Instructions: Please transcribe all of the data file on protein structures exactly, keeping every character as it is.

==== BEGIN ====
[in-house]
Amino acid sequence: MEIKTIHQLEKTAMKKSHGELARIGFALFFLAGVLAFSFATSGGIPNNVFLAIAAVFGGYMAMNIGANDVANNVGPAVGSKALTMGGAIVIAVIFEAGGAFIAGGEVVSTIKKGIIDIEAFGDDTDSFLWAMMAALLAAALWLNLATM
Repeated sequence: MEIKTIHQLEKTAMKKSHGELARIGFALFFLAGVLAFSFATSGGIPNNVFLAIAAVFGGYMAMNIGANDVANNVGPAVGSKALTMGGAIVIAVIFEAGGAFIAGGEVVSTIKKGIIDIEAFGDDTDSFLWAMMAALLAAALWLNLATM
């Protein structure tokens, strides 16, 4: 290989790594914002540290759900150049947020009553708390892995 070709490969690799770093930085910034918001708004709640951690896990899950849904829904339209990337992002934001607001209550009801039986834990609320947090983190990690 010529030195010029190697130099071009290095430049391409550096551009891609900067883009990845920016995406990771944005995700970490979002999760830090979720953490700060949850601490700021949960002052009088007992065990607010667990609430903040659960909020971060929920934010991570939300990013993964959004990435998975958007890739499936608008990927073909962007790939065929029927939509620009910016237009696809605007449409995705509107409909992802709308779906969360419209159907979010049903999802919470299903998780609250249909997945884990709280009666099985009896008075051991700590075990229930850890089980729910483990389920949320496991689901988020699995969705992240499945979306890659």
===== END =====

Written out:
[in-house]
Amino acid sequence: MEIKTIHQLEKTAMKKSHGELARIGFALFFLAGVLAFSFATSGGIPNNVFLAIAAVFGGYMAMNIGANDVANNVGPAVGSKALTMGGAIVIAVIFEAGGAFIAGGEVVSTIKKGIIDIEAFGDDTDSFLWAMMAALLAAALWLNLATM
Repeated sequence: MEIKTIHQLEKTAMKKSHGELARIGFALFFLAGVLAFSFATSGGIPNNVFLAIAAVFGGYMAMNIGANDVANNVGPAVGSKALTMGGAIVIAVIFEAGGAFIAGGEVVSTIKKGIIDIEAFGDDTDSFLWAMMAALLAAALWLNLATM
């Protein structure tokens, strides 16, 4: 290989790594914002540290759900150049947020009553708390892995 070709490969690799770093930085910034918001708004709640951690896990899950849904829904339209990337992002934001607001209550009801039986834990609320947090983190990690 010529030195010029190697130099071009290095430049391409550096551009891609900067883009990845920016995406990771944005995700970490979002999760830090979720953490700060949850601490700021949960002052009088007992065990607010667990609430903040659960909020971060929920934010991570939300990013993964959004990435998975958007890739499936608008990927073909962007790939065929029927939509620009910016237009696809605007449409995705509107409909992802709308779906969360419209159907979010049903999802919470299903998780609250249909997945884990709280009666099985009896008075051991700590075990229930850890089980729910483990389920949320496991689901988020699995969705992240499945979306890659």